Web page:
The lovely village of Baschi is a perfectly preserved medieval hill town, well worth a detour to wander the narrow lanes and soak in the Old World atmosphere. Located in the Terni Province, according to tradition, the town was built in the late ninth century by Ugolino of Biscay, a Carolingian officer in service to Charlemagne, who rewarded him with an old castle ("castrum vetus") on the banks of the River Tiber. Here, Ugolino of Biscay, nicknamed the "Basque", erected a new castle called Baschi, from his nickname. Others say the name derives from "vascum" meaning "basin" for the Tiber valley below, a name then adopted by the ruling family in the Middle Ages. What is known is that Roman artifacts and inscriptions were found on the site, though it was likely inhabited first by the Etruscans.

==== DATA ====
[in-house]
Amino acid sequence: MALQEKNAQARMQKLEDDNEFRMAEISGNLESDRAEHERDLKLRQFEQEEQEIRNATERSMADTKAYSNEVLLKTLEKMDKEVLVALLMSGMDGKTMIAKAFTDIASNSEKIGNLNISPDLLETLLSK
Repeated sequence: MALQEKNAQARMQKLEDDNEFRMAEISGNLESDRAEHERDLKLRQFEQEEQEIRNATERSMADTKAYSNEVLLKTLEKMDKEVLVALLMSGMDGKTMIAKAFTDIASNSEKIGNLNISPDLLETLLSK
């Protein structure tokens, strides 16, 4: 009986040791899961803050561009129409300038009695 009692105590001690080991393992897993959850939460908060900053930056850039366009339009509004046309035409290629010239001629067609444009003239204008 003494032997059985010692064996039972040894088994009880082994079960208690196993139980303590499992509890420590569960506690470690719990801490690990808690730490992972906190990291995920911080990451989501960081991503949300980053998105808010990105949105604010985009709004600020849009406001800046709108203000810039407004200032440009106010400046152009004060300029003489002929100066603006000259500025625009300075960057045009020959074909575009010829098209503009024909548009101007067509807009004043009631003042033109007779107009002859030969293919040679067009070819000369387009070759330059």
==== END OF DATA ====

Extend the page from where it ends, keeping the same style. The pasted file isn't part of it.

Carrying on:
Baschi is a compact stone village on the hill overlooking the valley, a real jewel. In the Middle Ages it was feuded over by the nearby city-states of Orvieto (Guelph) and Todi (Ghibelline) until two families, one from each city, joined in marriage to resolve the hostility. The historic center is a lovely warren to wander, the streets are called "i buchi" (the holes) for the minute appearance of the houses, doorways and lanes, adding to its allure and lending it a real charm. The church of San Nicolo' has a beautiful triptych and a gorgeous organ boasting 500 pipes! The nearby Lago di Corbara is an oasis of tranquility on the Tiber River. Baschi is along the autostrada, right near the border of Lazio and Umbria.
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